The Baron, you had to admit, does have style.

“Attention racers!” the dwarf bellowed. “Due to an infestation of twizzlers, the pedal leg through the Mouldy Hills has been canceled.” We waited. The Reader’s gaze swept back and forth over the crowd, as panicked muttering grew. They wouldn’t leave us out here without a new leg of the race, with no way to finish. They couldn’t just cancel it.

Could they? A desperate horror grew inside me. We barely made the quals for this race, and in another four years the kids would blow us away. This was our last shot.

After a long moment which the Reader seemed to thoroughly enjoy, he resumed his recitation.

“The Council has graciously substituted the ride with a trek.” He looked around the shed at the dozens of tired, sun-burned faces. A wicked little smirk crossed his surprisingly handsome and noble face. “Through the Hot Flats.”

He motioned for silence while he sipped from a glass of honest-to-God ice water. The bastard.

“Good luck, racers,” he said in a quieter voice. “The Baron has iodine for sale, ten gees of the yellow a dose.” He twitched the reins, and the horse lumbered away. A raven perched on the beasts’s rump, snatching out tufts of hair for her nest.

A small group of racers followed the Reader, no doubt hoping to get inside info or some other edge. No chance, not in Lander.

“So, we have Sticky Red to thank for this,” said Shawn. “She was the one who took over Vegas, right? Then sent her crews into the test range to look for anything interesting?”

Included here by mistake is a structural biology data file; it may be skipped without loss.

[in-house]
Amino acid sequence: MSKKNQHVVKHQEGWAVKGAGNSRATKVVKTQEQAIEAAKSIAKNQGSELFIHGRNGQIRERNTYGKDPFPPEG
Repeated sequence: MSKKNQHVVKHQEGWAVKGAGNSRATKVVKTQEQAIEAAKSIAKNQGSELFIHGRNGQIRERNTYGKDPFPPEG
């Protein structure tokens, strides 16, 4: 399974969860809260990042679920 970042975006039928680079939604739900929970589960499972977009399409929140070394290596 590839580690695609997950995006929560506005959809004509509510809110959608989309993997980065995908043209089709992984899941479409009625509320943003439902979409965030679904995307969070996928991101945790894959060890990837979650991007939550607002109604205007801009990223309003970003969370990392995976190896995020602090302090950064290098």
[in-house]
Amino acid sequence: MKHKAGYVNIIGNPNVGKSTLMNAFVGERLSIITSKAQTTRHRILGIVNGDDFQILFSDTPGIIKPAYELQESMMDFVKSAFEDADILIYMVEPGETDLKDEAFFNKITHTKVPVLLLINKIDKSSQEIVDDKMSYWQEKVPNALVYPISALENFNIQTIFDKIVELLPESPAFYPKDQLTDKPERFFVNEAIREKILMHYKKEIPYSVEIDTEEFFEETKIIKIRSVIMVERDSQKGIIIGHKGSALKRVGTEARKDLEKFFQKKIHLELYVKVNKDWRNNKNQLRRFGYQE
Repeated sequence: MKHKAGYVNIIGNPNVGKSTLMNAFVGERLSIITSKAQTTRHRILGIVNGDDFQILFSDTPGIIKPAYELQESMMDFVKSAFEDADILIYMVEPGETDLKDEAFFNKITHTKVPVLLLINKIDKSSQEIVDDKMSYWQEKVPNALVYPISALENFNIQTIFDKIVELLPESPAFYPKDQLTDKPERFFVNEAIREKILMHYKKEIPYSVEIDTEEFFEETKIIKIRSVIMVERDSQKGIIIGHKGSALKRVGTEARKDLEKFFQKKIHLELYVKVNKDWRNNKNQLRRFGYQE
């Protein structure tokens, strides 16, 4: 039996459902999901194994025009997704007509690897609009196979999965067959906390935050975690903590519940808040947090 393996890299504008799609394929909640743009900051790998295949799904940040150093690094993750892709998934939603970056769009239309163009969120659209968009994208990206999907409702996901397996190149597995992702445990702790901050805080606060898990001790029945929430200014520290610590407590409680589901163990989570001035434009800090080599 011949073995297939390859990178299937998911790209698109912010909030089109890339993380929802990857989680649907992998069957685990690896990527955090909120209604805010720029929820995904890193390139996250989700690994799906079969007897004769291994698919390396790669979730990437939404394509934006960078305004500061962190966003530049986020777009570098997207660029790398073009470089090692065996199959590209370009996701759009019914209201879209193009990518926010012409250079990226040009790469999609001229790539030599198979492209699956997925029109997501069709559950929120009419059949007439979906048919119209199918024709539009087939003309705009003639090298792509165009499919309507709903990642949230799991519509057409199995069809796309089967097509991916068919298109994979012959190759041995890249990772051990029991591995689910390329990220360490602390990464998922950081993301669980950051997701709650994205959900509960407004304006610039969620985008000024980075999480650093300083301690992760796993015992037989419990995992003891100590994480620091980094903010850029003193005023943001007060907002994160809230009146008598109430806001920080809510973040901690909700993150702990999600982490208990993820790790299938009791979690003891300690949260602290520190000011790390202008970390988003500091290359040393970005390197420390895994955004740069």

That was her. And when the Glomatics busted open those old nuke tunnels and shafts, the things that crawled and slithered and oozed out changed the ecology of the West more than any ill-wind that blew in from the Plasticific. From what I heard, if you managed to escape the twizzlers and the gila-bats, the munching spores finished you off.

Jess and Doug licked their bowls for the last smudges of porridge. This was the only free meal we got, and we had to carry everything else. Making the most of it made sense, but I just couldn’t bring myself to lick the bowl. Too much like licking the Baron’s… bullion, I suppose.

I thought about getting a HandiWipe, but the line was long and I was tired. Four days of dodging reavers, CanBans, and of course the occasional fellow racer bent on getting an edge up. Like yesterday.

The day after meeting the reclaimers (Doug kept laughing about “canceled Czechs”) we were riding canyon single track along a muddy stream south of Independence Mountain. I barely registered the sound of pebbles skittering down the slope before what turned out to be one of the Cloud Peak Cowboys dropped on Doug from the hilltop, using his bike like a bomb. Metal crunched on stone as they tumbled into the stream. Risky move, that, launching yourself into the air to get the drop on a fellow racer. Worse for him, the pinhead didn’t know that Doug was a master ground fighter.

Me and Shawn immediately circled up, knowing that the next asshole must be close. I called a warning to Jess, coming up last, but an arrow whipped through the branches of a creosote bush and sunk deep in her calf. Goddamn Cowboys.